Jerusalem without Boundaries

“Sing and rejoice, O daughter of Zion, for behold … I will dwell in your midst, declares the LORD. And many nations shall join themselves to the LORD in that day, and shall be my people. And I will dwell in your midst, and you shall know that the LORD of hosts has sent me” (vv. 10–11)

- Zechariah 2

Despite the fact that the Lord had not yet shaken the heavens and earth in Haggai’s and Zechariah’s day to depose the kingdoms of this world and exalt the house of Zerubbabel—the Messiah—the continuing suffering of the Jews under foreign domination was not unfaithfulness on God’s part (Hag. 2:20–23; Zech. 1:1–17). Instead, the restoration had only been delayed (from a human perspective and because Judah’s repentance was not extensive enough; see Dan. 9). The Lord would still consummate His plan, and He spoke through Zechariah to the post-exilic Jewish community to confirm this.œ

John Calvin’s comments on today’s passage support this interpretation. Calvin notes that the community was depressed by its circumstances and needed encouragement that “God was performing by degrees, and step by step, what he had testified.” Zechariah 2 and its vision of Jerusalem as a city whose length and width cannot be measured and as a city without walls demonstrates that the Lord had not forgotten His promises to His people once they had come back to their land in 538 BC. Jerusalem symbolizes the consummated kingdom of God, and it has no walls because its population will be so vast that it would be impossible to contain it within the physical walls of the city (vv. 1–4). The only wall that will exist is nothing other than the “wall of fire all around”—God Himself (v. 5). When the Lord consummates His plan, His people will have nothing to fear because they will enjoy His personal protection. Calvin writes, “Though walls may be high and thick, they may be scaled by enemies; but who will dare to throw himself into the fire?”œ

But why will the company of God’s people be so large? It is because the community will include not only the ethnic descendants of Abraham but also “many nations” who will join themselves to Yahweh, the covenant Lord of Israel, and become His people as well (vv. 6–12). Zechariah repeats the common prophetic theme that Yahweh is Lord not only over the Jews but also over the Gentiles, that His salvation will be universal in scope, not in that every person will be saved but that all nations, tribes, and tongues will be represented in His kingdom. Isaiah prophesied that all the nations would flow to God’s mountain to learn His ways (Isa. 2:1–4). Zephaniah foresaw that the Lord would change the speech of the nations so that they could call on Him (Zeph. 3:9). Zechariah likewise was given a vision of God fulfilling His promise to Abraham to bless all the nations through him.œ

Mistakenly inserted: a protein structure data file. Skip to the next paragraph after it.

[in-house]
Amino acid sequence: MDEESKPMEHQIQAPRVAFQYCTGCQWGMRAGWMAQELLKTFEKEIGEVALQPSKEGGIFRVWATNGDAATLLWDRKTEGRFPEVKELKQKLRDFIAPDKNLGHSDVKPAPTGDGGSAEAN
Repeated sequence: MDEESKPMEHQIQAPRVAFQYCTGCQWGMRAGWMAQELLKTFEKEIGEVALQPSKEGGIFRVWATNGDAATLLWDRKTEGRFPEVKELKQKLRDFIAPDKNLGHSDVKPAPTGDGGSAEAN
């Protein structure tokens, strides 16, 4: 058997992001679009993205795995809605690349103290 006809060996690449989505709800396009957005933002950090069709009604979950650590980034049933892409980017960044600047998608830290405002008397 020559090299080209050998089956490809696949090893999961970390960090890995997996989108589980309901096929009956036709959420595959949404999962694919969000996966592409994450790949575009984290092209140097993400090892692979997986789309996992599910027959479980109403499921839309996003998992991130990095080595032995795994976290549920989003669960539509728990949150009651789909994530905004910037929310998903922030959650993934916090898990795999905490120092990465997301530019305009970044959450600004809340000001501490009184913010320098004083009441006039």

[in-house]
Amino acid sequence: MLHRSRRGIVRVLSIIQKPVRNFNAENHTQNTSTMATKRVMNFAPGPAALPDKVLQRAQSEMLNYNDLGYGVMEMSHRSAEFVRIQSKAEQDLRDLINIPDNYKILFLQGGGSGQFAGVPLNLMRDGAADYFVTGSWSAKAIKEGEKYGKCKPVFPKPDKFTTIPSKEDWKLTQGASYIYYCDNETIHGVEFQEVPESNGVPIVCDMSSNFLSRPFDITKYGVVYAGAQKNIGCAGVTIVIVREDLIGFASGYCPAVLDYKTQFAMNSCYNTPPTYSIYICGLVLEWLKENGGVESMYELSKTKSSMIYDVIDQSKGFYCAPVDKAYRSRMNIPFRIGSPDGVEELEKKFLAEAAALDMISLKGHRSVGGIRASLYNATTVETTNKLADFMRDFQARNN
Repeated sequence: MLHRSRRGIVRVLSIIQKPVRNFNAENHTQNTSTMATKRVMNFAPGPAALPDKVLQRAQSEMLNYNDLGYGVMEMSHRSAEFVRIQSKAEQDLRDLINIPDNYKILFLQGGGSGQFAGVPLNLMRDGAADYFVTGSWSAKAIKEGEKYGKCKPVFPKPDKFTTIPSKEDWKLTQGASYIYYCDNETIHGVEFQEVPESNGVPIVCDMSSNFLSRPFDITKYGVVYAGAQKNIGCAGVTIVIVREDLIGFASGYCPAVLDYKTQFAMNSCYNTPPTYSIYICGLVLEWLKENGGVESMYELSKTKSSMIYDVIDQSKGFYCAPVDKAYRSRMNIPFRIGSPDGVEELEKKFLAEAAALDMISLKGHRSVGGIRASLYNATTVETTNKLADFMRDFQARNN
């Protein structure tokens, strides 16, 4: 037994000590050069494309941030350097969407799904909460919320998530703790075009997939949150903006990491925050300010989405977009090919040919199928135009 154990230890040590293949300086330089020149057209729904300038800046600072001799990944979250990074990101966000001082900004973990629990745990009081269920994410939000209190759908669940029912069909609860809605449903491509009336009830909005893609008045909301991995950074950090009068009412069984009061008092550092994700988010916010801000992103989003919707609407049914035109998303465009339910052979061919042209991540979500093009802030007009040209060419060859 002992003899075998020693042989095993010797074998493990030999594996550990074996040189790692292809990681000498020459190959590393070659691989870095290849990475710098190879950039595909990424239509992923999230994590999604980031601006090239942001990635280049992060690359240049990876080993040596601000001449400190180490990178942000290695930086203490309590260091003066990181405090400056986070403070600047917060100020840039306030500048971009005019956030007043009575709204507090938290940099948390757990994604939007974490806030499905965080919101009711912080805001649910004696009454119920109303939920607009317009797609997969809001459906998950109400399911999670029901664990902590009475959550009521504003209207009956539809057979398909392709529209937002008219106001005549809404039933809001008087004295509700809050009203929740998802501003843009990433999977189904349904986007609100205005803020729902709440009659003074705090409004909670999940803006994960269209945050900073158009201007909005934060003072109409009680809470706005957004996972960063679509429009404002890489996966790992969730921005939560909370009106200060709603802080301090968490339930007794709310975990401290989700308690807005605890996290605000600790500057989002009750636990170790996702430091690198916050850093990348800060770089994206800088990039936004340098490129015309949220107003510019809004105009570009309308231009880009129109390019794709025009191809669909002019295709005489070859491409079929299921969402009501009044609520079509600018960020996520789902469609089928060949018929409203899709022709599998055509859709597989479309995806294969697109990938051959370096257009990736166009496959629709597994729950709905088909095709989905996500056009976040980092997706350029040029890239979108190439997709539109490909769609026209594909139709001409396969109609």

Coram Deo

Part of the assurance given to God’s people in today’s passage is that we are “the apple of his eye” (Zech. 2:8). The Lord loves us so deeply and thoroughly that He will not let those who impenitently rise up against us finally get away with it. God never forgets His children, so even when we are suffering the worst kind of harassment, He sees it and will set it right in the end. Let us be confident in the Lord’s love for us even in the midst of our trouble.

Passages for Further Study

Deuteronomy 32:1–14
Psalm 17:8–9
Song of Solomon 2:3
John 10:1–18

First published in Tabletalk Magazine, an outreach of Ligonier. For permissions, view our Copyright Policy.